GMG ColorCard digitises ink drawdowns

GMG has developed a new ColorCard tool to take some of the drudgery out of producing spot colour ink draw downs, which are common in the packaging and label markets in order to properly communicate the colour references for a job to everyone involved in its commission and production.

GMG ColorCard gives a digital way of producing an ink drawdown card.

An ink draw down is basically a test print made with the final ink mix that gives a client an idea of the colour. Once the ink has been mixed, it’s printed out, usually on a small flatbed printer or even just rolled onto the production paper with a small hand-roller so that it can be measured and validated. From here it would then have to be printed on a production press, and a square patch would then be cut out and stuck to a chart so that everyone involved could see exactly the colour that was going to be used. It’s fairly common to take multiple versions so that a client can judge how using different ink densities affect the colour. It’s also necessary to create copies for each person, including the client and the press operators, and might have to be repeated for different substrates. 

So the idea behind the ColorCard is to take out a lot of the manual repetition. It’s still necessary to mix the ink and to roll it out onto the production paper but at this point it’s measured with a spectrophotometer and the spectral data fed into the ColorCard software. From here it can then be printed out on an inkjet proofer with the appropriate proofing media and profiles to create a digitally printed ink reference that can be customised with density tolerances, customer logos and so on.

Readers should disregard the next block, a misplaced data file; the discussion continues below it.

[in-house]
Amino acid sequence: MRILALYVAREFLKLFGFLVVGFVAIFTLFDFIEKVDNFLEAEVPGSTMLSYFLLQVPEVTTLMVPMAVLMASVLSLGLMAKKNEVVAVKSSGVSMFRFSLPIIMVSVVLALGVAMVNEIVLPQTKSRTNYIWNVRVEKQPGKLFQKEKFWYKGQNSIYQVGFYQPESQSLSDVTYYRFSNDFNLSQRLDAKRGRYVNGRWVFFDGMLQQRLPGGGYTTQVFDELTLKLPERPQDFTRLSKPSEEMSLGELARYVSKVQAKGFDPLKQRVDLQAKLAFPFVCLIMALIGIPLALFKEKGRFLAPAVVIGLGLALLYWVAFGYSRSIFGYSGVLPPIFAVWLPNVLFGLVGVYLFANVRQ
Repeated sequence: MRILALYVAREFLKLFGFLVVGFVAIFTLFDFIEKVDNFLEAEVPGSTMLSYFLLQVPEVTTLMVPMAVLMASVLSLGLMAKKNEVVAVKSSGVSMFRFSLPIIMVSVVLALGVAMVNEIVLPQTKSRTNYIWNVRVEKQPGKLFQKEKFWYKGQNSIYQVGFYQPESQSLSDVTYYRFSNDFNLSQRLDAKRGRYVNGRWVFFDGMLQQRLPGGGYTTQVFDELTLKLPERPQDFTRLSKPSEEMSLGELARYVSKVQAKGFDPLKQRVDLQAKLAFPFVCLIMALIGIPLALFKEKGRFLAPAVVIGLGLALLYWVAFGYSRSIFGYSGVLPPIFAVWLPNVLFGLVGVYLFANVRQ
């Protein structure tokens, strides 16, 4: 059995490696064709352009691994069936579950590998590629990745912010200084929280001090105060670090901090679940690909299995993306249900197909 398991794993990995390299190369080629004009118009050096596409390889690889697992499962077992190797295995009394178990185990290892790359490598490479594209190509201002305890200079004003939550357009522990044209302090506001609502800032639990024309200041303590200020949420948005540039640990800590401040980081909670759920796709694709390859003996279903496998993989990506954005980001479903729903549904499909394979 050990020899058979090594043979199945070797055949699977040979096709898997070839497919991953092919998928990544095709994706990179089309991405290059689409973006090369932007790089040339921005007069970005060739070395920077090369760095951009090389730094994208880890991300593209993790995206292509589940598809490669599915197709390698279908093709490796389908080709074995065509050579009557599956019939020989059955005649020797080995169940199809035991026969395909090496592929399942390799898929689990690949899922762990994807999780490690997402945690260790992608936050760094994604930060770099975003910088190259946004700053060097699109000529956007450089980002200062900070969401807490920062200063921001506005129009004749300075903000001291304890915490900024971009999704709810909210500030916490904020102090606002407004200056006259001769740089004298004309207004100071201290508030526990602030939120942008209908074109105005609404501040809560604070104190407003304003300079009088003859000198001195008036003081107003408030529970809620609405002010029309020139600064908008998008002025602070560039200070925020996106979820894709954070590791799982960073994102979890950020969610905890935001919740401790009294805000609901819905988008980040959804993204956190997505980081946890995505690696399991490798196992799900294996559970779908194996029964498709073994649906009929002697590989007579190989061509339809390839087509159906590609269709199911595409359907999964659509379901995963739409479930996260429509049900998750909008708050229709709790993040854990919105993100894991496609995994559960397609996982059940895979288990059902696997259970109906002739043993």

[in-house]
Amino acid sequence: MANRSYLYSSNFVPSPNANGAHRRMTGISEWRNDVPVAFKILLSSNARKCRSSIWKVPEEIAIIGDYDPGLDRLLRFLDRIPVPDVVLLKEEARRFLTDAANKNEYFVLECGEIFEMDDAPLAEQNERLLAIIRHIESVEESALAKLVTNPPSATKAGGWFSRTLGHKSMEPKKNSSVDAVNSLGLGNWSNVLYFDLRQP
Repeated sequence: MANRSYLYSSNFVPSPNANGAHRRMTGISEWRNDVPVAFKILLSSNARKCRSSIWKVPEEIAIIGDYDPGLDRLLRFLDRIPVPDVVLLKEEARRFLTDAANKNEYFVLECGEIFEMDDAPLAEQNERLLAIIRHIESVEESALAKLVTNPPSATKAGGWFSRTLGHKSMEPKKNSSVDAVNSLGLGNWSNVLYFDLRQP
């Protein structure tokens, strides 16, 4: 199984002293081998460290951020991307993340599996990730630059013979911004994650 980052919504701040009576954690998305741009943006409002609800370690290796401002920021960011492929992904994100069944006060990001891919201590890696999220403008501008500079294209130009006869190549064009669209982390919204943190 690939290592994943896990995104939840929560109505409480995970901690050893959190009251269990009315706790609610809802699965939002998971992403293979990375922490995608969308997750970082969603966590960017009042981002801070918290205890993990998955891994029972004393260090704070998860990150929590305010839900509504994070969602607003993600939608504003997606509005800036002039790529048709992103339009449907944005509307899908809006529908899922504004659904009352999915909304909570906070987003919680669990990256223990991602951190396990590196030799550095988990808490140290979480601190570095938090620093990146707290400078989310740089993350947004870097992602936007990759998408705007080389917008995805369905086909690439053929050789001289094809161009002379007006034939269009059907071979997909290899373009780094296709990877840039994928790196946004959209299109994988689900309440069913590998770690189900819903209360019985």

It uses standard CxF data and different proofing media can be used to simulate the effects on different substrates, including corrugated and folding carton. It’s a simple matter to print as many copies as needed and the files can be sent electronically and printed through a remote proofing set up if necessary. And of course the files can also be saved in the cloud for future reference.

It should be possible to produce a ColorCard in under three minutes, and GMG claims that this can save up to 90 percent of the time needed to manually produce an ink drawdown. It should allow printers to produce their own colour cards rather than paying an ink manufacturer to do it.

ColorCard is a plug-in for GMG’s OpenColour solution for spot colours. It comes as a package that includes GMG colour management software, an Epson SC-P500 inkjet printer and the GMG proofing media needed to produce the cards. You can find further details from gmgcolor.com.


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